Blanchard Hall 175x150Wheaton College is known as one of the nation’s top Christian schools and one of the world’s most influential evangelical institutions, but few think of it as a stop on the Underground Railroad. Well, that’s about to change. Newly unearthed information now supports long-running claims that Wheaton was indeed part of that historic network of people who helped fugitive slaves escape to the North.

“I was blown away,” Wheaton College history professor David Maas told the Chicago Tribune. “We’ve suspected Wheaton was a station forever, but we’ve not had any evidence.”

Until now.

This year, during his research for a book manuscript on the abolitionist roots of Wheaton College and its involvement in the Civil War, Maas discovered written documentation that supports the claim, a narrative from the 1800s by Ezra Cook. A Wheaton student and Civil War veteran, Cook wrote of Wheaton as being “an Abolition school in an Abolition town.” He also described how Blanchard Hall, the oldest surviving building on Wheaton’s campus, became a safe house for runaway slaves.

Maas’ discovery corroborates the research of Wheaton resident Glennette Tilley Turner, a nationally recognized historian of the Underground Railroad who has studied its presence in DuPage County for more than 40 years. Turner’s books include The Underground Railroad in Illinois.

“I was so pleased to know that there are additional finds that cemented and further confirmed the role of Wheaton College in the Underground Railroad. I’m delighted that there are new discoveries,” Turner says. “The Underground Railroad has all the intrigue of a great mystery, and the thrill of a great adventure.”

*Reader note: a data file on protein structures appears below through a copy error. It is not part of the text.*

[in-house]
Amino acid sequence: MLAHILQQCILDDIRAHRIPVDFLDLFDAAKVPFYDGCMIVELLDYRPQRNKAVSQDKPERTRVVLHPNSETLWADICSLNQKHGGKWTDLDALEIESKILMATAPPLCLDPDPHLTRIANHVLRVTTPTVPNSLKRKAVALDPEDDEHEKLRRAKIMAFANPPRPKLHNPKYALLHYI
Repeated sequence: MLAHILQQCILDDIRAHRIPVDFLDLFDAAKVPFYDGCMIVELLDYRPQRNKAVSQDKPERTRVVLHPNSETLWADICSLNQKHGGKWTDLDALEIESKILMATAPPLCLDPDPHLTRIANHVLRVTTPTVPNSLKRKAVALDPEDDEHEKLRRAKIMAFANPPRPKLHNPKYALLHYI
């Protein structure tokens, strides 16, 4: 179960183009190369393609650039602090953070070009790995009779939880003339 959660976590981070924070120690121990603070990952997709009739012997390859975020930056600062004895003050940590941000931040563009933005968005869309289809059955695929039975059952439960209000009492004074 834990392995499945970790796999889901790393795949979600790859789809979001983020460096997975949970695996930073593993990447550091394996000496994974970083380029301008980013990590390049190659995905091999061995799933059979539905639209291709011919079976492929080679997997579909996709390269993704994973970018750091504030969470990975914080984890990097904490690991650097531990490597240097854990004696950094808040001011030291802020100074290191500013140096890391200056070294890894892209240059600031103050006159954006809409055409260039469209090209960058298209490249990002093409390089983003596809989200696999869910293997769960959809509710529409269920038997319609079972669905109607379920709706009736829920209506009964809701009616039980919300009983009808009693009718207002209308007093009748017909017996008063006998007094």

“This gives Wheaton College its first documented evidence of the College grounds being used as a stop on the Underground Railroad,” says David Malone, head of archives and special collections at the school. “We knew that the founders of Wheaton College were ardent abolitionists who were involved in the Underground Railroad in other places and at other times, but we never could say to the level of certainty that some historians desire.”

The timing of the discovery is also significant because Wheaton College is currently observing its sesquicentennial — the 150th anniversary of its founding in 1860.

Adds Malone: “The discovery … helps us understand more deeply the rich heritage of Wheaton College, especially [its early leaders’] willingness to take significant risks for justice and freedom.”

For more of the history, check out Wheaton’s archives blog here.

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